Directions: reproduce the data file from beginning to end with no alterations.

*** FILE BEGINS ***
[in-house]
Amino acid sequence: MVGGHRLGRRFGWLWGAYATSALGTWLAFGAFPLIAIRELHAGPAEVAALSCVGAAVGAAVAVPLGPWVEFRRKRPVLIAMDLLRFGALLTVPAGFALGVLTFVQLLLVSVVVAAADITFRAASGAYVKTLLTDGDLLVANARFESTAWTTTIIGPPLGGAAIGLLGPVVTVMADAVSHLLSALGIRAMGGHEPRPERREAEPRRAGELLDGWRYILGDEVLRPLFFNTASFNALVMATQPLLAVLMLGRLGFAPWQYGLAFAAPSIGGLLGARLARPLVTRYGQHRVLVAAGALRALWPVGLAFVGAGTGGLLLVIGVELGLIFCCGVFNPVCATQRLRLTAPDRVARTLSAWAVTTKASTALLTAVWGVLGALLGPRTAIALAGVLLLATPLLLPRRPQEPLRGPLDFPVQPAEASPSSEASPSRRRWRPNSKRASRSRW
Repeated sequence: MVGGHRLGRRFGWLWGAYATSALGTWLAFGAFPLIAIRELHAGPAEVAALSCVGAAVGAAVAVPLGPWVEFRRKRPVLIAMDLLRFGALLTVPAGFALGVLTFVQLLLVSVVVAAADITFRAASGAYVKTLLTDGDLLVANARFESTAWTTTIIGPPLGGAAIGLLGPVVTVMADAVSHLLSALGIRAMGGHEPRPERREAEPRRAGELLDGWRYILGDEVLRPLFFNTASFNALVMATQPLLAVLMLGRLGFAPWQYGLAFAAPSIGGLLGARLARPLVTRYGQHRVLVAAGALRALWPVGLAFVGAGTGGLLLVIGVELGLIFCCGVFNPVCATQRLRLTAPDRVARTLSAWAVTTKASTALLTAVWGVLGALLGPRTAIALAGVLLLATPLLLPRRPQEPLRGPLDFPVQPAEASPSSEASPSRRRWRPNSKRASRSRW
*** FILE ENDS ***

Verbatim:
[in-house]
Amino acid sequence: MVGGHRLGRRFGWLWGAYATSALGTWLAFGAFPLIAIRELHAGPAEVAALSCVGAAVGAAVAVPLGPWVEFRRKRPVLIAMDLLRFGALLTVPAGFALGVLTFVQLLLVSVVVAAADITFRAASGAYVKTLLTDGDLLVANARFESTAWTTTIIGPPLGGAAIGLLGPVVTVMADAVSHLLSALGIRAMGGHEPRPERREAEPRRAGELLDGWRYILGDEVLRPLFFNTASFNALVMATQPLLAVLMLGRLGFAPWQYGLAFAAPSIGGLLGARLARPLVTRYGQHRVLVAAGALRALWPVGLAFVGAGTGGLLLVIGVELGLIFCCGVFNPVCATQRLRLTAPDRVARTLSAWAVTTKASTALLTAVWGVLGALLGPRTAIALAGVLLLATPLLLPRRPQEPLRGPLDFPVQPAEASPSSEASPSRRRWRPNSKRASRSRW
Repeated sequence: MVGGHRLGRRFGWLWGAYATSALGTWLAFGAFPLIAIRELHAGPAEVAALSCVGAAVGAAVAVPLGPWVEFRRKRPVLIAMDLLRFGALLTVPAGFALGVLTFVQLLLVSVVVAAADITFRAASGAYVKTLLTDGDLLVANARFESTAWTTTIIGPPLGGAAIGLLGPVVTVMADAVSHLLSALGIRAMGGHEPRPERREAEPRRAGELLDGWRYILGDEVLRPLFFNTASFNALVMATQPLLAVLMLGRLGFAPWQYGLAFAAPSIGGLLGARLARPLVTRYGQHRVLVAAGALRALWPVGLAFVGAGTGGLLLVIGVELGLIFCCGVFNPVCATQRLRLTAPDRVARTLSAWAVTTKASTALLTAVWGVLGALLGPRTAIALAGVLLLATPLLLPRRPQEPLRGPLDFPVQPAEASPSSEASPSRRRWRPNSKRASRSRW